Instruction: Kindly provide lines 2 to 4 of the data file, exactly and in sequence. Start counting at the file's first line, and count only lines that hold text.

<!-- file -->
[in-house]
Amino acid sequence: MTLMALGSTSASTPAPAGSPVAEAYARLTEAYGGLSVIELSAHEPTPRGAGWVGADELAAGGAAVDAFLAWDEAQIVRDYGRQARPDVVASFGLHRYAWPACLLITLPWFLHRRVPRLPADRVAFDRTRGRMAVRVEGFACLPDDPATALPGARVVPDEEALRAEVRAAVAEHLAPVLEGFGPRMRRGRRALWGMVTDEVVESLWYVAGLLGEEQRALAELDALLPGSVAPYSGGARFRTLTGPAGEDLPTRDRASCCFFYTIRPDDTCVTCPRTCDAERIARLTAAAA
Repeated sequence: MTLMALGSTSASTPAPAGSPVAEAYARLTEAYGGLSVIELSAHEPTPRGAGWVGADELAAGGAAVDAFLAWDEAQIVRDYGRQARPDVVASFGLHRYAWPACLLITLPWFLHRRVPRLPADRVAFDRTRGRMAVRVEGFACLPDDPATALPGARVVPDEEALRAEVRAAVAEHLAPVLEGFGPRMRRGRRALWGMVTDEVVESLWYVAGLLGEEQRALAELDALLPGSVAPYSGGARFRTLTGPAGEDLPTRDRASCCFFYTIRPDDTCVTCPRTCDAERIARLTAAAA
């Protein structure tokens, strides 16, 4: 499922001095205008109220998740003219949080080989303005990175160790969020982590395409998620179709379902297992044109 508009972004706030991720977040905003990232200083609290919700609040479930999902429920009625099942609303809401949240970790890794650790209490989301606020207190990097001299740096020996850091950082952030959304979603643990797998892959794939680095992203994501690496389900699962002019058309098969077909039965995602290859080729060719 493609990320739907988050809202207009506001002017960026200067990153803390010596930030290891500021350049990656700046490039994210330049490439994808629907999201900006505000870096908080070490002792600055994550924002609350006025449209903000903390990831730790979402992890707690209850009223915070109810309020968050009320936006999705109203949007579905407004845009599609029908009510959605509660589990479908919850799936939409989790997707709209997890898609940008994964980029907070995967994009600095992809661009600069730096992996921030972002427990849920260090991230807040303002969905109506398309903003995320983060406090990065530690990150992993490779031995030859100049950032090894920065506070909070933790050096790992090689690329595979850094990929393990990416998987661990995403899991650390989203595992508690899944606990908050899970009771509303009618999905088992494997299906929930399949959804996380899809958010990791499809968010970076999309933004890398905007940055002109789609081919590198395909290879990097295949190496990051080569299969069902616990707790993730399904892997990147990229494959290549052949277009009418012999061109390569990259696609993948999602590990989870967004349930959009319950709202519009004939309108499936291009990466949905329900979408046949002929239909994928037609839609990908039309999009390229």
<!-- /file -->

Amino acid sequence: MTLMALGSTSASTPAPAGSPVAEAYARLTEAYGGLSVIELSAHEPTPRGAGWVGADELAAGGAAVDAFLAWDEAQIVRDYGRQARPDVVASFGLHRYAWPACLLITLPWFLHRRVPRLPADRVAFDRTRGRMAVRVEGFACLPDDPATALPGARVVPDEEALRAEVRAAVAEHLAPVLEGFGPRMRRGRRALWGMVTDEVVESLWYVAGLLGEEQRALAELDALLPGSVAPYSGGARFRTLTGPAGEDLPTRDRASCCFFYTIRPDDTCVTCPRTCDAERIARLTAAAA
Repeated sequence: MTLMALGSTSASTPAPAGSPVAEAYARLTEAYGGLSVIELSAHEPTPRGAGWVGADELAAGGAAVDAFLAWDEAQIVRDYGRQARPDVVASFGLHRYAWPACLLITLPWFLHRRVPRLPADRVAFDRTRGRMAVRVEGFACLPDDPATALPGARVVPDEEALRAEVRAAVAEHLAPVLEGFGPRMRRGRRALWGMVTDEVVESLWYVAGLLGEEQRALAELDALLPGSVAPYSGGARFRTLTGPAGEDLPTRDRASCCFFYTIRPDDTCVTCPRTCDAERIARLTAAAA
């Protein structure tokens, strides 16, 4: 499922001095205008109220998740003219949080080989303005990175160790969020982590395409998620179709379902297992044109 508009972004706030991720977040905003990232200083609290919700609040479930999902429920009625099942609303809401949240970790890794650790209490989301606020207190990097001299740096020996850091950082952030959304979603643990797998892959794939680095992203994501690496389900699962002019058309098969077909039965995602290859080729060719 493609990320739907988050809202207009506001002017960026200067990153803390010596930030290891500021350049990656700046490039994210330049490439994808629907999201900006505000870096908080070490002792600055994550924002609350006025449209903000903390990831730790979402992890707690209850009223915070109810309020968050009320936006999705109203949007579905407004845009599609029908009510959605509660589990479908919850799936939409989790997707709209997890898609940008994964980029907070995967994009600095992809661009600069730096992996921030972002427990849920260090991230807040303002969905109506398309903003995320983060406090990065530690990150992993490779031995030859100049950032090894920065506070909070933790050096790992090689690329595979850094990929393990990416998987661990995403899991650390989203595992508690899944606990908050899970009771509303009618999905088992494997299906929930399949959804996380899809958010990791499809968010970076999309933004890398905007940055002109789609081919590198395909290879990097295949190496990051080569299969069902616990707790993730399904892997990147990229494959290549052949277009009418012999061109390569990259696609993948999602590990989870967004349930959009319950709202519009004939309108499936291009990466949905329900979408046949002929239909994928037609839609990908039309999009390229």